McDonald's Is Sued Over Michigan Restaurant Boss -- WSJ
By Heather Haddon and Patrick Thomas
This article is being republished as part of our daily
reproduction of WSJ.com articles that also appeared in the U.S.
print edition of The Wall Street Journal (November 13, 2019).
The American Civil Liberties Union and a group of McDonald's
Corp. workers from Michigan sued the fast-food giant on Tuesday,
accusing the company of not properly handling allegations of sexual
harassment at one of its restaurants.
In the lawsuit, which seeks class-action status, the ACLU and
workers at a Mason, Mich., store allege that acts of harassment,
such as groping and other physical assaults, by a supervisor at the
franchisee-owned restaurant went ignored by management.
A McDonald's spokeswoman said the company has demonstrated its
commitment to safe and respectful workplaces by implementing
antiharassment training at all of its corporate-owned restaurants.
The company strengthened the training and protocol for reporting
potential employee misconduct this year for its roughly 850,000
Jenna Ries, the complainant in the suit, said she often would
leave work crying after more than a year of being verbally
assaulted and grabbed at work by a store manager. Ms. Ries said she
reported the behavior to the general manager of the
franchisee-owned McDonald's but received no help. She no longer
works at the McDonald's.
"This is not just about me," said Ms. Ries, 32 years old, during
a call with reporters on Tuesday. "We deserve to feel safe at
The Time's Up Legal Defense Fund, an initiative launched by
women in the entertainment industry following the #MeToo movement,
is also providing legal support to the plaintiffs.
The suit, filed in state court in Ingham County, Mich., is
seeking at least $5 million in damages. It also asks for McDonald's
to implement worker-centered antiharassment policies and
procedures, such as worker-led mandatory training, a safe system of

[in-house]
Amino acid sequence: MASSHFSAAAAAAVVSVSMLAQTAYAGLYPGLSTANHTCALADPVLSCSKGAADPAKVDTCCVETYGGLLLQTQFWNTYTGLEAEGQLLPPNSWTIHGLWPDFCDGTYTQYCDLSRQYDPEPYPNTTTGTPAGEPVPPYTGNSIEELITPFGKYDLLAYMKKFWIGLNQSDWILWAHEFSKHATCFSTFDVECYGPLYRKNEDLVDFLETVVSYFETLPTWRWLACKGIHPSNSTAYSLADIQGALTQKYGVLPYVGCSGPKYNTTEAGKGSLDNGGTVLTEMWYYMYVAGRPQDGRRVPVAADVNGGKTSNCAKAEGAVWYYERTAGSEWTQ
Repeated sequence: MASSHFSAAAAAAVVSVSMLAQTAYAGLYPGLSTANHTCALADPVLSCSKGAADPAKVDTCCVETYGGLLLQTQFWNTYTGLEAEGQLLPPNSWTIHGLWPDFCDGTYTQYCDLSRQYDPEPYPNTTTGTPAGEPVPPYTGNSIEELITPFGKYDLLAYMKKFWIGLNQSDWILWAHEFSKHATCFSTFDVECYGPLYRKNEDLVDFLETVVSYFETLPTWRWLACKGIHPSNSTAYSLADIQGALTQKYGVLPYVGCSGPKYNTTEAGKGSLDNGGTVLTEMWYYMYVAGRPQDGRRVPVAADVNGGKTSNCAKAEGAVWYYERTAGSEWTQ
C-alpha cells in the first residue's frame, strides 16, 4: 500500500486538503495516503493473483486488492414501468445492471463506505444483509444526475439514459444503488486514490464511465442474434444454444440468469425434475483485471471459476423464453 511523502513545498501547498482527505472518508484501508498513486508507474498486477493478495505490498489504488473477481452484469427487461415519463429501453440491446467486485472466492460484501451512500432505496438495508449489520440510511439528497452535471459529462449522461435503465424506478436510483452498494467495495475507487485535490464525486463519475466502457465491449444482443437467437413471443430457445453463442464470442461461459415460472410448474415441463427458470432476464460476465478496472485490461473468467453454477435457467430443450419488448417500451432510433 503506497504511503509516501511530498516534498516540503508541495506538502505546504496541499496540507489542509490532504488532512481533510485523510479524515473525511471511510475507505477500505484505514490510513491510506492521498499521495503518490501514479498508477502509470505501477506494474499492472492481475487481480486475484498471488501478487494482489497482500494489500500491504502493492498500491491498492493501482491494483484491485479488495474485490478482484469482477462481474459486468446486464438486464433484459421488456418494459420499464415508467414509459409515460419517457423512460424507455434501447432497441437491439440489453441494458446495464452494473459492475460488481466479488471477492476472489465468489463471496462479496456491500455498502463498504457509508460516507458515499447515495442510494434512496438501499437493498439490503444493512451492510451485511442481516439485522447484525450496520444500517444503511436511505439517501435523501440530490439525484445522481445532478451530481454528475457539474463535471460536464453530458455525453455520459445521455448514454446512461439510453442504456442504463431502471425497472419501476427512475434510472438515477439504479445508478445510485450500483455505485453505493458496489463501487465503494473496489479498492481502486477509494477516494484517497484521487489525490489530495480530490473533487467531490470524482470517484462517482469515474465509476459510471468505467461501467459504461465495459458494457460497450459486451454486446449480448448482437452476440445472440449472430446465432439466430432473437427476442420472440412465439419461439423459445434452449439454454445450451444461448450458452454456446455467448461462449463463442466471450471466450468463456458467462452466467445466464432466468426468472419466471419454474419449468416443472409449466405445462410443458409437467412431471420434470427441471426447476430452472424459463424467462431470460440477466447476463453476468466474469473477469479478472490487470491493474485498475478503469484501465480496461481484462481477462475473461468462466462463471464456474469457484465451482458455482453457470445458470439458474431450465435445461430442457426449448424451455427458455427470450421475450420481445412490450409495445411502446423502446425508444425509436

reporting, adequate investigation and discipline, and protections
against retaliation, the ACLU said.
Attorneys said the complaint extends to eight women in total,
and they expect more named complainants beyond Ms. Ries to come
forward. Time's Up and the ACLU lawyers said Tuesday that they have
spoken to employees at other McDonald's locations who also claim to
have been harassed.
In a separate complaint to the U.S. Equal Employment Opportunity
Commission on Tuesday, a worker at a McDonald's restaurant in
Detroit said she was forced to quit after being transferred to
another store and having her hours cut after reporting that she was
sexually harassed by a supervisor, the ACLU said.
The ACLU said on Tuesday that at least 50 harassment complaints
have been filed against the company over the past three years. The
complaints include roughly eight company-owned stores, attorneys
said. Most of the complaints remain under investigation, the ACLU
said, and it is asking the EEOC to investigate them as a whole.
McDonald's has argued in a number of lawsuits that it shouldn't
be held responsible as a joint employer, a designation that would
make it accountable for franchisees' actions as a franchisor. A
federal appeals court last month ruled that McDonald's doesn't
exert enough control over its franchisees' employees to be
considered a joint employer and isn't liable for their
Earlier this month, McDonald's fired Chief Executive Steve
Easterbrook because of his relationship with a female employee.
Chris Kempczinski, who previously oversaw the company's U.S.
operations, succeeded Mr. Easterbrook. A McDonald's policy
prohibits the company's employees from having relationships with
direct and indirect reports at all levels.
Attorneys and plaintiffs said Tuesday that they are asking to
meet with Mr. Kempczinski to address their concerns, including how
the training is being implemented, the staffing of the complaint
hot line and how harassment complaints filed are handled by the
"We are dubious about the training's quality and how widely it's
been disseminated," said Gillian Thomas, senior staff attorney at
the ACLU Women's Rights Project.
The company has faced additional challenges at its U.S.
restaurants this year. Labor organizers and some lawmakers have
called on the company to address workplace harassment issues and
raise its minimum wage to $15 an hour.
Write to Heather Haddon at firstname.lastname@example.org and Patrick
Thomas at Patrick.Thomas@wsj.com
(END) Dow Jones Newswires
November 13, 2019 02:47 ET (07:47 GMT)
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